He rushed upstairs and to his surprise, his wife threw her arms around him and wouldn’t let him go. He felt the wetness of her breast milk on his skin through his shirt. He felt so blessed to share in her pains. As they sat down on the bed to talk, she went on and on narrating how much she has missed him.

It felt so good to have his wife back to her normal state. He looked at her now pale skin and wondered if she needed medical attention. He was careful to ask if she felt any pains. When he eventually summoned the courage to ask, she shared about the sadness lurking in her heart.

It was at that moment that he felt a surge of deep love for her rushing to his forehead.

Then it happened.

She went mute and cold and was twice removed from reality.

Slowly, hopelessness crawled into his heart, once more.

He sat next to her as the awkward silence grew causing pains to both of them. When he couldn’t bear the sight of her wasting away in such manner, he left the room with the intention of calling the family doctor for counsel.

“Emma, we need to talk”, his mother intercepted, motioning him to the kitchen. “Your wife refused to talk to me when I greeted her. She kept looking at me like a Mamiwater. Her mother who feels she knows it all kept covering up for her daughter’s nasty attitude. I warned you not to marry from that tribe and family but you refused. See her eyes na… like a demon. That girl is not normal”, she said while tapping her legs to register her disapproval.

“Ok, mama. I have heard you. I know you never liked my wife. You tied it to our inability to conceive but now we have a child, you should be happy”, he snapped.

“Can’t you see? There is something wrong with your wife”, his mother added.

As his mother’s voice climaxed in teary sound, a shout from the room interrupted them.

The shout was from his wife and it wasn’t a cry for help. It was pure disgust rushing through her throat.

The baby’s nagging cry was piercing her eardrums for that, and in anger, she threw a pillow over the baby’s face. Baby was now gasping for air.

Mama had placed the sleeping baby next to his mother again to ‘bond’. She had just stepped out to pick the towels from the line.

She was gone for only few minutes before the event.

“I told you, she is evil but you won’t believe”, his mother snapped once more with so much determination in her voice as they heard the sad event from a traumatized mother and daughter .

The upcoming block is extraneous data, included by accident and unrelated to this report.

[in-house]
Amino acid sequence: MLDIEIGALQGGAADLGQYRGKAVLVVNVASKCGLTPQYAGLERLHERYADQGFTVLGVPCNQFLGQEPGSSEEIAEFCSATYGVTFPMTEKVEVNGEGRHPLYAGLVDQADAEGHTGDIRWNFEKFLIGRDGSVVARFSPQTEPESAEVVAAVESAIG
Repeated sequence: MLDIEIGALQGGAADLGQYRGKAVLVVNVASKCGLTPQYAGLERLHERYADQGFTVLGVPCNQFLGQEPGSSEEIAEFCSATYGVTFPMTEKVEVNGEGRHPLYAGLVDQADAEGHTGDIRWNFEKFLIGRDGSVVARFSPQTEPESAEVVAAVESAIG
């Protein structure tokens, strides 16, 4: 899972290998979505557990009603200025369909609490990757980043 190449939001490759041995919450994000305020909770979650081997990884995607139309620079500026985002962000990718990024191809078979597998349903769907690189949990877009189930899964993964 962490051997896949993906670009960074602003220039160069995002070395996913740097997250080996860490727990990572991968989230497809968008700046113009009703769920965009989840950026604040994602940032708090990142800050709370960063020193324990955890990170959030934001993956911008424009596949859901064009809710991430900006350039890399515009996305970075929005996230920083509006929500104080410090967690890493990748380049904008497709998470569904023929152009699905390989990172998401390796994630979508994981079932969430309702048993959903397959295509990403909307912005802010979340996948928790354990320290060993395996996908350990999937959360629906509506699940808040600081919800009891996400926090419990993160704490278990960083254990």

Without saying a word to any of them, he picked the baby whose breathe was already faint and rushed to the car.

Mama followed him, they were joined also by his mother. He however insisted they drag his wife with them. She didn’t say a word or form any resistance to the request to see a doctor.

“Hi, Doctor Kamsi. There is an emergency. We are on our way to the hospital”, he said as he sped off to the hospital.

His mother held on to the baby with all shades of love as she sang melodiously. Mama held onto his wife who was in tears, maybe the song got to her soul.

At the hospital, the two grandmothers stayed with the baby at the Emergency Pediatrics Unit while he dragged his wife to see Dr Kamsi who was already waiting.

After cross-examination, Dr Kamsi squeezed her face and began to write on the blank sheet before her.

When she lifted her head she asked,

“Mr. Emmanuel, did you attend any of your wife’s antenatal sessions”.

“No, it’s for pregnant women. She had insisted I follow her but I didn’t see the need. I’m a busy man”, he answered.

“Has this her condition affected you in any way?”, the doctor asked again .

“Yes, greatly. It has affected my performance at work. I can’t even concentrate. I mean, what’s your point, Doc?”, he asked registering his frustration.

“Well, your wife is going through Post Partum Depression also known as PPD. From what I have heard and seen, hers is acute. Most women go through this after birth but because most experiences are mild, we as a people trivialise it. In extreme cases, it can lead to self harm and harm on the baby. To overcome this, the patient needs a lot of attention and care. It takes two to three weeks for this fatal phase to be over. Although the symptoms may last up to 8months.Don’t panic, it is totally manageable. If you had attended the antenatal with her, this wouldn’t have taken you by surprise”, the doctor explained.

“Wow, I will read about it”, he added.

“You should”, the doctor replied.

“Mrs Emmanuel , you may need to rest on this bed”, the doctor continued as she led her to the examination bed in her office.

“Let me check on them and the baby”, he said as he left the consulting room.

“I pray my baby is alright, he said tossing his hands in the air hoping to relief himself of the hollow feeling in his stomach.